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Gender Variations of Physiological and Psychological Stress among Police Officers


  • Martin Gächter

    () (Innsbruck)

  • David A. Savage

    () (QUT)

  • Benno Torgler

    () (QUT)


This paper analyses the effect of gender on reported and perceived levels of stress through examination of both the physical and psychological indicators. It may be interesting to work with police data due to high stress levels among police officers and the fact that the work environment is male dominant (females are a minority). In our study we not only explore gender differences, but also whether job and private environmental factors such as effective cooperation between units, a higher trust in the work partner, a higher level of work-life-balance and home stability, and a higher level of interactional fairness, affect female and male officers differently. Using multivariate regression analysis of police officers we find that female officers are significantly more likely to report suffering from physical stress indicators than their male counterparts while no gender differences are observable in regards to psychological stress. Moreover, a higher level of trust and cooperation, and a higher level of interactional fairness at work are not able to absorb physical stress among female, while these factors have a strong impact on male officers. On the other hand, for both, female and male officers, work-life balance and stability at home have the tendency of reducing physical stress.

Suggested Citation

  • Martin Gächter & David A. Savage & Benno Torgler, 2009. "Gender Variations of Physiological and Psychological Stress among Police Officers," School of Economics and Finance Discussion Papers and Working Papers Series 252, School of Economics and Finance, Queensland University of Technology, revised 02 Nov 2009.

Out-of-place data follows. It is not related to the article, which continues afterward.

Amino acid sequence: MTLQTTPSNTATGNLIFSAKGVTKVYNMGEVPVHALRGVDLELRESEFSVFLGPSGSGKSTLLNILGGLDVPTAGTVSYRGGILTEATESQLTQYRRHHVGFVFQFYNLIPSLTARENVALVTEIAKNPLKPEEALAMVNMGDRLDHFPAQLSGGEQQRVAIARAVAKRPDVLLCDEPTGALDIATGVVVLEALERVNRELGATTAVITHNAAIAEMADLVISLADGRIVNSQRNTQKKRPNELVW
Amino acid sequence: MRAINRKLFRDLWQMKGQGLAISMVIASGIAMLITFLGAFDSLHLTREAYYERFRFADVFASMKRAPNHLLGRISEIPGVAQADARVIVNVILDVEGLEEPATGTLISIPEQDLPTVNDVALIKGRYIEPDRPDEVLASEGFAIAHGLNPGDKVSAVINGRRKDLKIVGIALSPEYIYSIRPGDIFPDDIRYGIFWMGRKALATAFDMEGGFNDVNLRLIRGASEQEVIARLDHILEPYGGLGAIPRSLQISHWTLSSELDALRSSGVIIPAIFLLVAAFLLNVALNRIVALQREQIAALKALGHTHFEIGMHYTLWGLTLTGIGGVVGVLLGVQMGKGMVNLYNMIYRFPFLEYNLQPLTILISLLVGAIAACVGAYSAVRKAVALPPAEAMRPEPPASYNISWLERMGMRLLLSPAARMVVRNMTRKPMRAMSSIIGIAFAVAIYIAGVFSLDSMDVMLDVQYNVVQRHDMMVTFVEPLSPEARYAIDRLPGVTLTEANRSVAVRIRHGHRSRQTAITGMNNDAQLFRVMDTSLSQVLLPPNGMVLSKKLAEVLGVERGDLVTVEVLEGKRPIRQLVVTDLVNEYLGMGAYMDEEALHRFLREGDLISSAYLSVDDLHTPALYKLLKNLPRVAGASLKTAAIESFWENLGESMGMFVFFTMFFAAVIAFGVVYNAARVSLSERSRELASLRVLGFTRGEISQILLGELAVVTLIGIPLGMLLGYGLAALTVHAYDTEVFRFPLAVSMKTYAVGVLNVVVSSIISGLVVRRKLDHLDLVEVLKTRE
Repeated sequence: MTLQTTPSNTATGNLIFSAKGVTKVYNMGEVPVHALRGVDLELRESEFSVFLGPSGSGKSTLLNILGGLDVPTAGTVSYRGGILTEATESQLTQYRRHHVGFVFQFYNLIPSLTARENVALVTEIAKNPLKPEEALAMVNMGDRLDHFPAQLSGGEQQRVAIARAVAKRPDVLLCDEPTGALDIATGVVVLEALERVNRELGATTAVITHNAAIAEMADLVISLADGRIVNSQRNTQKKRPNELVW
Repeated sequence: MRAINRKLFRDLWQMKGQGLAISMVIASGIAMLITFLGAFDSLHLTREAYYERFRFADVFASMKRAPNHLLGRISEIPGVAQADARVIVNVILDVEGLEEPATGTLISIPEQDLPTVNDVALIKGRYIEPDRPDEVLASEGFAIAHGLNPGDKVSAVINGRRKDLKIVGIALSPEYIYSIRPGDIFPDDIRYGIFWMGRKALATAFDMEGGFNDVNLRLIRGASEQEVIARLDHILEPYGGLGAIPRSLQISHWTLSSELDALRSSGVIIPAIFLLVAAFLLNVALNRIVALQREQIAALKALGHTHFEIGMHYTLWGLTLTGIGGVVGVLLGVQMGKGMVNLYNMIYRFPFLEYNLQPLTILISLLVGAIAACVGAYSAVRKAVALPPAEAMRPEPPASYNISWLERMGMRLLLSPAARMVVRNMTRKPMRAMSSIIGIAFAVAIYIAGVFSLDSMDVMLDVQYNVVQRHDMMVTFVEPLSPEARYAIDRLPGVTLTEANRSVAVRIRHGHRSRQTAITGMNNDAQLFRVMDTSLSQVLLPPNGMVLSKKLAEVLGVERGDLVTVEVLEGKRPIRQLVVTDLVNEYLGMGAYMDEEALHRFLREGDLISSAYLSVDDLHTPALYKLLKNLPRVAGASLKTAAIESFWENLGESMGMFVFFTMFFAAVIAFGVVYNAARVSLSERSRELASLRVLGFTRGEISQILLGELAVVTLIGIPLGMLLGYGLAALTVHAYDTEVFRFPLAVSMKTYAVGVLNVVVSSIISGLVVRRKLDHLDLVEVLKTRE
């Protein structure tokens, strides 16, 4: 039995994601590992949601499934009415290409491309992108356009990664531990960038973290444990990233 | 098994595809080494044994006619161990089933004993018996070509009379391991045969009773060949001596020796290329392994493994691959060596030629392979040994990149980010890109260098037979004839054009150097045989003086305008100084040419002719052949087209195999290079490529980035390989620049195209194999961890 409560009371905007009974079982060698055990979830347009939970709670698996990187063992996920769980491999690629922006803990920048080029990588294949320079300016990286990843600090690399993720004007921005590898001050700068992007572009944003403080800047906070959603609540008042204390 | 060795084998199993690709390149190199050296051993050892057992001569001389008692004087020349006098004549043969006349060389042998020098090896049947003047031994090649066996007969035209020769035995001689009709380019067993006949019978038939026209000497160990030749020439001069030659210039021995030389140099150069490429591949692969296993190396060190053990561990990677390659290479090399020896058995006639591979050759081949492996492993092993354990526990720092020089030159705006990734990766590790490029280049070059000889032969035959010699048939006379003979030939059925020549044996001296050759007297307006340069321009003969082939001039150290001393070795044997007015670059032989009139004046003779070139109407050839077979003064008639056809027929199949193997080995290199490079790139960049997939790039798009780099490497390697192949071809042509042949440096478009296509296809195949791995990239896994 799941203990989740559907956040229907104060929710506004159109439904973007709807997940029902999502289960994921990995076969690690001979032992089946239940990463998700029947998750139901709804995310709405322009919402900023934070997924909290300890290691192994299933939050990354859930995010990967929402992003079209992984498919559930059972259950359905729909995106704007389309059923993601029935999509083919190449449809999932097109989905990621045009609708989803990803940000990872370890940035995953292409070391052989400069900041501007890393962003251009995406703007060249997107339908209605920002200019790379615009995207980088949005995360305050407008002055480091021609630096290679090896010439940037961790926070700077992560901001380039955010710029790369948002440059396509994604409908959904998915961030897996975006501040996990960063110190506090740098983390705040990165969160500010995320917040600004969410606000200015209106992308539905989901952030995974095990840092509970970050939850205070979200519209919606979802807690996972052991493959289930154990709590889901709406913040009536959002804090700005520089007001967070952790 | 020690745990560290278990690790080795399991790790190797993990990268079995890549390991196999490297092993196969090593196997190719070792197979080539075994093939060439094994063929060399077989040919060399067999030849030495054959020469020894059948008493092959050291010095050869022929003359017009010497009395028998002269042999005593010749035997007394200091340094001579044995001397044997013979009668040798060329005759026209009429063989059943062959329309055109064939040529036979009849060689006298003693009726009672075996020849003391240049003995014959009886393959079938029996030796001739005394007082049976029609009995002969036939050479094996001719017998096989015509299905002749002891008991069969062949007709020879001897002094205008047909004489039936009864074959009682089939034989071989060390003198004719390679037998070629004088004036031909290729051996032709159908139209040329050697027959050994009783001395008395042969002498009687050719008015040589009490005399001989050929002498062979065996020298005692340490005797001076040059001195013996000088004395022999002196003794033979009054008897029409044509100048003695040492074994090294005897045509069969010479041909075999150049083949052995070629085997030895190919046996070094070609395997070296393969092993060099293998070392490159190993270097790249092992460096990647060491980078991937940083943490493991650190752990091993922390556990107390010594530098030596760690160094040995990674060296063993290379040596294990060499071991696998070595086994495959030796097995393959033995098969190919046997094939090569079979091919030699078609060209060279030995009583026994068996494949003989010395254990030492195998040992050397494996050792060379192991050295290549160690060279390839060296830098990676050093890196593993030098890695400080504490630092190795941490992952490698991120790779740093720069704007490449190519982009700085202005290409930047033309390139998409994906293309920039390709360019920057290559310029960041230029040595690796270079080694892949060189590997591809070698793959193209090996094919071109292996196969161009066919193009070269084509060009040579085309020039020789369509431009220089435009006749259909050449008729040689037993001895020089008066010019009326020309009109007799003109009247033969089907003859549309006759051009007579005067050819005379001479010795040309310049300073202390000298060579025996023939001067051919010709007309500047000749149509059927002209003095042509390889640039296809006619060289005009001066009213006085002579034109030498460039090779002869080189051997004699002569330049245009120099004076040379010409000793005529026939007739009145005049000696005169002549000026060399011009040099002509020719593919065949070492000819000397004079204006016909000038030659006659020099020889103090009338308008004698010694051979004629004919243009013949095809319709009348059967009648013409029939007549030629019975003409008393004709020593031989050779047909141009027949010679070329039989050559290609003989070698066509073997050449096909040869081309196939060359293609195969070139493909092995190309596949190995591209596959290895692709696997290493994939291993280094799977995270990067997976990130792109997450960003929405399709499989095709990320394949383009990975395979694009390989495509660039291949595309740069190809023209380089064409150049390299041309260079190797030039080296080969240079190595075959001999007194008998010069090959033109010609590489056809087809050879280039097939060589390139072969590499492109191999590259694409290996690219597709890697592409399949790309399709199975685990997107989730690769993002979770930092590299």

• Handle: RePEc:qut:dpaper:252

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    References listed on IDEAS

    1. Swatt, Marc L. & Gibson, Chris L. & Piquero, Nicole Leeper, 2007. "Exploring the utility of general strain theory in explaining problematic alcohol consumption by police officers," Journal of Criminal Justice, Elsevier, vol. 35(6), pages 596-611, December.
    2. He, Ni & Zhao, Jihong & Ren, Ling, 2005. "Do race and gender matter in police stress? A preliminary assessment of the interactive effects," Journal of Criminal Justice, Elsevier, vol. 33(6), pages 535-547.
    3. repec:aph:ajpbhl:2002:92:1:105-108_8 is not listed on IDEAS
    4. Stephens, Christine & Long, Nigel & Miller, Ian, 1997. "The impact of trauma and social support on Posttraumatic Stress Disorder: A study of New Zealand police officers," Journal of Criminal Justice, Elsevier, vol. 25(4), pages 303-314.
    5. Stotland, Ezra, 1991. "The effects of police work and professional relationships on health," Journal of Criminal Justice, Elsevier, vol. 19(4), pages 371-379.
    6. Carmel, Sara & Anson, Ofra & Levenson, Arie & Bonneh, Dan Y. & Maoz, Benjamin, 1991. "Life events, sense of coherence and health: Gender differences on the kibbutz," Social Science & Medicine, Elsevier, vol. 32(10), pages 1089-1096, January.
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    More about this item


    Gender; Stress; Police Officers; Burnout; Work-life Balance; Justice;

    JEL classification:

    • I10 - Health, Education, and Welfare - - Health - - - General
    • I12 - Health, Education, and Welfare - - Health - - - Health Behavior
    • I31 - Health, Education, and Welfare - - Welfare, Well-Being, and Poverty - - - General Welfare, Well-Being
    • J24 - Labor and Demographic Economics - - Demand and Supply of Labor - - - Human Capital; Skills; Occupational Choice; Labor Productivity
    • J81 - Labor and Demographic Economics - - Labor Standards - - - Working Conditions
    • Z13 - Other Special Topics - - Cultural Economics - - - Economic Sociology; Economic Anthropology; Language; Social and Economic Stratification


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